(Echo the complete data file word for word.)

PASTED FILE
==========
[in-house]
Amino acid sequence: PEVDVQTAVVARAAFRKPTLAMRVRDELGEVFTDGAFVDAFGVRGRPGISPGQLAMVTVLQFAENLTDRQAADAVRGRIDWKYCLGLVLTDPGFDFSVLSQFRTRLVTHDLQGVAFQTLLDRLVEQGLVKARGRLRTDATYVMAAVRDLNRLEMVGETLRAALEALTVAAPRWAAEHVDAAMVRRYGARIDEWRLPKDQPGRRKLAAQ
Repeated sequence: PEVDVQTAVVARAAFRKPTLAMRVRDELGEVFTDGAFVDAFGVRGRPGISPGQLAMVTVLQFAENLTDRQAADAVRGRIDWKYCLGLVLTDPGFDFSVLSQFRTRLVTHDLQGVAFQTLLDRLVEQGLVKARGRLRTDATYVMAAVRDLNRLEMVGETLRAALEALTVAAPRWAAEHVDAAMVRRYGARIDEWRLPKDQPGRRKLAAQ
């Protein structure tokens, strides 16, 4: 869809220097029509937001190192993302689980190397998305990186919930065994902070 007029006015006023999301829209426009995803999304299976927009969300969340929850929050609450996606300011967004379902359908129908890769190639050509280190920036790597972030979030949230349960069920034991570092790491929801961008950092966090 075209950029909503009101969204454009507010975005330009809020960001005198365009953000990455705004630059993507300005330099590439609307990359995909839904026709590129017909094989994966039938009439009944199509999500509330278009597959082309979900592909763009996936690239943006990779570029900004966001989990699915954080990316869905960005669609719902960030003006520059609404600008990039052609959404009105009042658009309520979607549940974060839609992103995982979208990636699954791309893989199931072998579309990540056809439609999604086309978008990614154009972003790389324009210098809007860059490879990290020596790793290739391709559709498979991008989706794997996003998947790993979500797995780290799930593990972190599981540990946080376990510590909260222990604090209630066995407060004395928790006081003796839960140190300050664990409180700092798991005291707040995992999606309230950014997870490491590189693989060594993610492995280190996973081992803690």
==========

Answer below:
[in-house]
Amino acid sequence: PEVDVQTAVVARAAFRKPTLAMRVRDELGEVFTDGAFVDAFGVRGRPGISPGQLAMVTVLQFAENLTDRQAADAVRGRIDWKYCLGLVLTDPGFDFSVLSQFRTRLVTHDLQGVAFQTLLDRLVEQGLVKARGRLRTDATYVMAAVRDLNRLEMVGETLRAALEALTVAAPRWAAEHVDAAMVRRYGARIDEWRLPKDQPGRRKLAAQ
Repeated sequence: PEVDVQTAVVARAAFRKPTLAMRVRDELGEVFTDGAFVDAFGVRGRPGISPGQLAMVTVLQFAENLTDRQAADAVRGRIDWKYCLGLVLTDPGFDFSVLSQFRTRLVTHDLQGVAFQTLLDRLVEQGLVKARGRLRTDATYVMAAVRDLNRLEMVGETLRAALEALTVAAPRWAAEHVDAAMVRRYGARIDEWRLPKDQPGRRKLAAQ
């Protein structure tokens, strides 16, 4: 869809220097029509937001190192993302689980190397998305990186919930065994902070 007029006015006023999301829209426009995803999304299976927009969300969340929850929050609450996606300011967004379902359908129908890769190639050509280190920036790597972030979030949230349960069920034991570092790491929801961008950092966090 075209950029909503009101969204454009507010975005330009809020960001005198365009953000990455705004630059993507300005330099590439609307990359995909839904026709590129017909094989994966039938009439009944199509999500509330278009597959082309979900592909763009996936690239943006990779570029900004966001989990699915954080990316869905960005669609719902960030003006520059609404600008990039052609959404009105009042658009309520979607549940974060839609992103995982979208990636699954791309893989199931072998579309990540056809439609999604086309978008990614154009972003790389324009210098809007860059490879990290020596790793290739391709559709498979991008989706794997996003998947790993979500797995780290799930593990972190599981540990946080376990510590909260222990604090209630066995407060004395928790006081003796839960140190300050664990409180700092798991005291707040995992999606309230950014997870490491590189693989060594993610492995280190996973081992803690």